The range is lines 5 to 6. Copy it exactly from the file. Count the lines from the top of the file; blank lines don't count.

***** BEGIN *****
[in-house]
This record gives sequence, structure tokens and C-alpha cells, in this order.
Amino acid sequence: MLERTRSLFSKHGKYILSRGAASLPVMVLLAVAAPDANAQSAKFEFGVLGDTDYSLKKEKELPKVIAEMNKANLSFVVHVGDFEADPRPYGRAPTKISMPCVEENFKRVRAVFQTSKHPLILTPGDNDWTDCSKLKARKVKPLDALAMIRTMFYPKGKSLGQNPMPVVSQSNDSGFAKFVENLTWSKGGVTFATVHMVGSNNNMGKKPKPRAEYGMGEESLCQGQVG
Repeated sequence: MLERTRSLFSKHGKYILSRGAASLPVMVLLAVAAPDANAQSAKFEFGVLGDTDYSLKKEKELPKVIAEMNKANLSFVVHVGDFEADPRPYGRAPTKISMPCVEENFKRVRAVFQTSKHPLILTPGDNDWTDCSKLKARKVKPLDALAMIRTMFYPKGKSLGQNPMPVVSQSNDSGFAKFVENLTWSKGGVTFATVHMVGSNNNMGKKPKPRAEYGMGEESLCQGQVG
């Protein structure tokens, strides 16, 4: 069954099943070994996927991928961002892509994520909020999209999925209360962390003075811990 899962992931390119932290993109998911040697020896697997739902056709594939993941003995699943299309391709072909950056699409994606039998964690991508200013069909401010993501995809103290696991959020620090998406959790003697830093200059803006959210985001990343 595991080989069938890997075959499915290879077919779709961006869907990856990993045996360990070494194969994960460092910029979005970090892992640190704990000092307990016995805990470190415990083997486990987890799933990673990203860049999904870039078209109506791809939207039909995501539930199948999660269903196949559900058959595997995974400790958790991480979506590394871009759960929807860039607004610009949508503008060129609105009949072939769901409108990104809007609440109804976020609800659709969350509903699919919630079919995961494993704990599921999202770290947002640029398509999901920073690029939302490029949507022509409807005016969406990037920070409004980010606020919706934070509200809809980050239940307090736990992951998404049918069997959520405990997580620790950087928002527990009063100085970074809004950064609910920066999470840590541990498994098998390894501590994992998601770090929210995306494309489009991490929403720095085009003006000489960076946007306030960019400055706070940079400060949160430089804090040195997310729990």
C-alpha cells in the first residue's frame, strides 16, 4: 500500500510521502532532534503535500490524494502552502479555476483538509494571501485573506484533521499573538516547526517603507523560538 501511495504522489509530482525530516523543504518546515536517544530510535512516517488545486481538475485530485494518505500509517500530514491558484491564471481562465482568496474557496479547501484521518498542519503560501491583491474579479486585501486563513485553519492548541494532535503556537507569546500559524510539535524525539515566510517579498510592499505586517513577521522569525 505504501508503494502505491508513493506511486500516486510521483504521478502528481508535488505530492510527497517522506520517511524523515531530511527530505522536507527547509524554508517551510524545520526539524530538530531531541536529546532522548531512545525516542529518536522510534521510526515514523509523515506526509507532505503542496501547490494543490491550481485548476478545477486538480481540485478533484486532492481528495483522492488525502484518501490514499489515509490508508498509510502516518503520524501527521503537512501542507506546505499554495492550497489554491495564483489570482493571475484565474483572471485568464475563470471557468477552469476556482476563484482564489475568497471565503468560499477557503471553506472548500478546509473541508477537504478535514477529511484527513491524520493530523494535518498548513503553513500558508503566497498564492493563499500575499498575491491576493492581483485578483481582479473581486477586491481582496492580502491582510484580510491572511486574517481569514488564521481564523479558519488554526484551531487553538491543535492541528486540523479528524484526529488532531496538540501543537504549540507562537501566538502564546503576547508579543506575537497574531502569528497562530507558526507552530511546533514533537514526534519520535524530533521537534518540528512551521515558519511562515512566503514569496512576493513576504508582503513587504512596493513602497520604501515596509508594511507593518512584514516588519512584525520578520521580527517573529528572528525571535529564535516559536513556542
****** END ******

């Protein structure tokens, strides 16, 4: 069954099943070994996927991928961002892509994520909020999209999925209360962390003075811990 899962992931390119932290993109998911040697020896697997739902056709594939993941003995699943299309391709072909950056699409994606039998964690991508200013069909401010993501995809103290696991959020620090998406959790003697830093200059803006959210985001990343 595991080989069938890997075959499915290879077919779709961006869907990856990993045996360990070494194969994960460092910029979005970090892992640190704990000092307990016995805990470190415990083997486990987890799933990673990203860049999904870039078209109506791809939207039909995501539930199948999660269903196949559900058959595997995974400790958790991480979506590394871009759960929807860039607004610009949508503008060129609105009949072939769901409108990104809007609440109804976020609800659709969350509903699919919630079919995961494993704990599921999202770290947002640029398509999901920073690029939302490029949507022509409807005016969406990037920070409004980010606020919706934070509200809809980050239940307090736990992951998404049918069997959520405990997580620790950087928002527990009063100085970074809004950064609910920066999470840590541990498994098998390894501590994992998601770090929210995306494309489009991490929403720095085009003006000489960076946007306030960019400055706070940079400060949160430089804090040195997310729990």
C-alpha cells in the first residue's frame, strides 16, 4: 500500500510521502532532534503535500490524494502552502479555476483538509494571501485573506484533521499573538516547526517603507523560538 501511495504522489509530482525530516523543504518546515536517544530510535512516517488545486481538475485530485494518505500509517500530514491558484491564471481562465482568496474557496479547501484521518498542519503560501491583491474579479486585501486563513485553519492548541494532535503556537507569546500559524510539535524525539515566510517579498510592499505586517513577521522569525 505504501508503494502505491508513493506511486500516486510521483504521478502528481508535488505530492510527497517522506520517511524523515531530511527530505522536507527547509524554508517551510524545520526539524530538530531531541536529546532522548531512545525516542529518536522510534521510526515514523509523515506526509507532505503542496501547490494543490491550481485548476478545477486538480481540485478533484486532492481528495483522492488525502484518501490514499489515509490508508498509510502516518503520524501527521503537512501542507506546505499554495492550497489554491495564483489570482493571475484565474483572471485568464475563470471557468477552469476556482476563484482564489475568497471565503468560499477557503471553506472548500478546509473541508477537504478535514477529511484527513491524520493530523494535518498548513503553513500558508503566497498564492493563499500575499498575491491576493492581483485578483481582479473581486477586491481582496492580502491582510484580510491572511486574517481569514488564521481564523479558519488554526484551531487553538491543535492541528486540523479528524484526529488532531496538540501543537504549540507562537501566538502564546503576547508579543506575537497574531502569528497562530507558526507552530511546533514533537514526534519520535524530533521537534518540528512551521515558519511562515512566503514569496512576493513576504508582503513587504512596493513602497520604501515596509508594511507593518512584514516588519512584525520578520521580527517573529528572528525571535529564535516559536513556542